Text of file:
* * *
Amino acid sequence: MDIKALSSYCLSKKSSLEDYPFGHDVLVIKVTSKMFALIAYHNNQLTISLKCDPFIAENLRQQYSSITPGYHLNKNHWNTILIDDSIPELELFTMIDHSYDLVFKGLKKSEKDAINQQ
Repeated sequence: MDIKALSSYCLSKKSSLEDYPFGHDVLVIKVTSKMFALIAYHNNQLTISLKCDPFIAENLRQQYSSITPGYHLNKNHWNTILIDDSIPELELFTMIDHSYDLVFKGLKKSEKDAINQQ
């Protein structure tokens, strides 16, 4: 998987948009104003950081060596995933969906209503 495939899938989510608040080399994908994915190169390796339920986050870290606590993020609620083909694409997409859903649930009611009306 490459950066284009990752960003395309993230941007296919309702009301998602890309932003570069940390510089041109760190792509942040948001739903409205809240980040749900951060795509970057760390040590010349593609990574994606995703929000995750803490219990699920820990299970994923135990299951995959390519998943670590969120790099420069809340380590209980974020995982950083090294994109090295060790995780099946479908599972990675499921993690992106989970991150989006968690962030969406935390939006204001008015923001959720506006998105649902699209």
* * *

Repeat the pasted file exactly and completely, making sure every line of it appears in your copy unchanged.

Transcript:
Amino acid sequence: MDIKALSSYCLSKKSSLEDYPFGHDVLVIKVTSKMFALIAYHNNQLTISLKCDPFIAENLRQQYSSITPGYHLNKNHWNTILIDDSIPELELFTMIDHSYDLVFKGLKKSEKDAINQQ
Repeated sequence: MDIKALSSYCLSKKSSLEDYPFGHDVLVIKVTSKMFALIAYHNNQLTISLKCDPFIAENLRQQYSSITPGYHLNKNHWNTILIDDSIPELELFTMIDHSYDLVFKGLKKSEKDAINQQ
């Protein structure tokens, strides 16, 4: 998987948009104003950081060596995933969906209503 495939899938989510608040080399994908994915190169390796339920986050870290606590993020609620083909694409997409859903649930009611009306 490459950066284009990752960003395309993230941007296919309702009301998602890309932003570069940390510089041109760190792509942040948001739903409205809240980040749900951060795509970057760390040590010349593609990574994606995703929000995750803490219990699920820990299970994923135990299951995959390519998943670590969120790099420069809340380590209980974020995982950083090294994109090295060790995780099946479908599972990675499921993690992106989970991150989006968690962030969406935390939006204001008015923001959720506006998105649902699209």